When you think of live theater, what comes to mind? Many people think of actors putting on a great show. But many people do not think of the playwrights. These are the people who make plays possible. They write a script and revise it many times. Then they work with the actors and director to create a great performance.
Now imagine writing and staging a 10-minute play? Sounds impossible, right? Think again. Thanks to UMPI student Darci Faye, many students have gotten to try something different. They have all written a play. On Friday, March 18, and Saturday, March 19, people at Wieden Hall will get to see nine 10-minute plays that these students wrote. This will be UMPI’s first playwriting festival.
Faye is the brains behind the festival. She is the president of UMPI’s drama club. She revived the club last year to bring more live theater to campus. Last fall, she got to stage one of her own plays. Now Faye is taking her mission one step further.
Faye is a criminal justice major at UMPI. She is also a playwright. Before coming to UMPI, Faye lived in New York City. She attended playwriting classes at the Einhorn School of Performing Arts. The school held classes for 10-week sessions. Teachers gave all students a writing prompt. Then they wrote a 10-minute play from their prompt. Students who had plays accepted into the festival got to cast their plays. They even worked with a director.
“I never had anything accepted. But I watched a few of the plays,” Faye said. “It’s such a really cool experience to get everyone together like that to collaborate.”
Now that playwriting experience is coming to UMPI. Student actors will perform in the nine 10-minute plays each night. Seven of the playwrights are students in Anthony Scott’s composition class at UMPI. Faye is writing a play as well. The other writer is not an UMPI student.
For several weeks, Faye set due dates for students’ first few drafts. Then she met with each of them and gave feedback. Later on, the students met with one another and workshopped their plays. They got feedback from everyone. Faye said that workshopping is an important part of writing a play.
“They get to hear their play read instead of just reading it on a computer,” Faye said. “It’s always different when you add actors to it. You get to hear reactions, like if a line gets laughs or if it doesn’t.”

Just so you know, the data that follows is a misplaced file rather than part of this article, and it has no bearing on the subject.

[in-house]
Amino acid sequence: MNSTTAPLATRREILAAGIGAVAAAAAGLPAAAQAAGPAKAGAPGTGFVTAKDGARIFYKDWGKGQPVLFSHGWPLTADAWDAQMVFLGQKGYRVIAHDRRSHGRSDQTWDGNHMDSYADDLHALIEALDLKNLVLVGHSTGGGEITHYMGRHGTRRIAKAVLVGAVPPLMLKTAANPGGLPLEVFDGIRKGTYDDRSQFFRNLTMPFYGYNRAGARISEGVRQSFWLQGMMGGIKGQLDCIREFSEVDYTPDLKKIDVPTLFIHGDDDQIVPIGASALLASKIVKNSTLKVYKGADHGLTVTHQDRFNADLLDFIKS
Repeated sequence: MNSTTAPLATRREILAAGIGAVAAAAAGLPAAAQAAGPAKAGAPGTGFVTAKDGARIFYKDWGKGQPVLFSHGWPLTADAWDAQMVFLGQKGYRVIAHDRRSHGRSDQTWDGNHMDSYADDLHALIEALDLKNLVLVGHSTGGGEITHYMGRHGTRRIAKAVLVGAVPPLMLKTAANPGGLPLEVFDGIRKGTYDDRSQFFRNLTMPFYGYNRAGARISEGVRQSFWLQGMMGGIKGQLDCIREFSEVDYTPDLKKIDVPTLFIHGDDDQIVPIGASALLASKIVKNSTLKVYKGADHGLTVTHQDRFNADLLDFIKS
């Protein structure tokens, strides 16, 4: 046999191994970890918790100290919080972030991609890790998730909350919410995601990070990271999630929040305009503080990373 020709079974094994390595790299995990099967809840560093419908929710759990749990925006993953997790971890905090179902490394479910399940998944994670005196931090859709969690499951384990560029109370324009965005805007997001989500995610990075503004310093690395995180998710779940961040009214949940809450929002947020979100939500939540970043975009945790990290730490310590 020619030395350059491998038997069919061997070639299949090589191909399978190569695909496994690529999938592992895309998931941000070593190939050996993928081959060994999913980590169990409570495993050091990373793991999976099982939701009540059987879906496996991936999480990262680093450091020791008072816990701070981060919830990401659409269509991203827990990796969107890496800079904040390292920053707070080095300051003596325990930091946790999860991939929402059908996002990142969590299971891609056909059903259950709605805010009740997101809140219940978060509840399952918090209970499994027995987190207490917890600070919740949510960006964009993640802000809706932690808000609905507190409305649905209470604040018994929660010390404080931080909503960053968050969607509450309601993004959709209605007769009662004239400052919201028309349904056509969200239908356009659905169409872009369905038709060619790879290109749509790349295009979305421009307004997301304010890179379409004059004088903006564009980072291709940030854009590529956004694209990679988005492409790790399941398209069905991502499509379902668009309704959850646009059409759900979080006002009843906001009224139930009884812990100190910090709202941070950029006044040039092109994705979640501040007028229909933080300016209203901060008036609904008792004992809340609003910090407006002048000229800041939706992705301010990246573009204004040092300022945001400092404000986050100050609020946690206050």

On that same day, they held auditions for actors. The writers got to choose what actors they wanted for their own play. For the past two weeks, each student has been working hard on rehearsals for each play. They have gotten to see their work performed onstage. This gives them a chance to see what scenes work and which scenes don’t work.
Faye thinks that learning to collaborate with people is a crucial part of theater. She is glad that the students have the chance to see their work go from the page to the stage.
“For them to jump right in and just write a play is a big deal. They’re not just watching theater. They’re creating it,” Faye said. “When you see the characters, you could see them come alive. You could see those little nuances that you may not have been able to see when you were writing them.”
Lea Allen, assistant professor of English at UMPI, is the drama club’s academic advisor. She said that Faye has done much of the planning for the playwriting festival. But she thinks it is great that Faye is bringing theater to a new group of people. Playwriting gives the students a great way to learn how to write for an audience, she said.
“In regular English classes, students often don’t understand that they’re writing for an audience. They think they’re just writing for their professor,” Allen said. “I think writing a play and getting live feedback gives them more awareness of writing for an audience. It gives them a greater sense of accomplishment.”
That audience, Faye said, will also benefit from watching the students’ plays. They get a great chance to watch live theater. Faye encourages UMPI students to come to the festival. They can support their peers and see what they have been able to accomplish.
“I’m hoping that when students come, they’ll realize that their peers wrote these plays,” Faye said. “They’re not professional plays that we picked out of a catalogue. These are plays that we all worked on together.”
Faye hopes the playwriting festival will become a new UMPI tradition. She is graduating in December and wants theater to still be a major part of the campus. But right now she is happy to show people what it takes to write and produce a play.
“Theater is definitely not something you could do alone. You need people behind you,” Faye said. “Last semester I staged my play here. It’s a really cool experience to watch it go from the paper to being workshopped and getting on its feet. I wanted to share something like that.”
Playwriting is not easy. Writers need to put in a lot of time and effort. But they can’t do it alone. With the help of a great cast and director, playwrights can give audience members experiences that they won’t easily forget. That is what people at UMPI have a chance to see on March 18 and 19. They won’t just be watching plays. They’ll see the end result of a creative team of UMPI students. It may even inspire them to create something great in their own lives.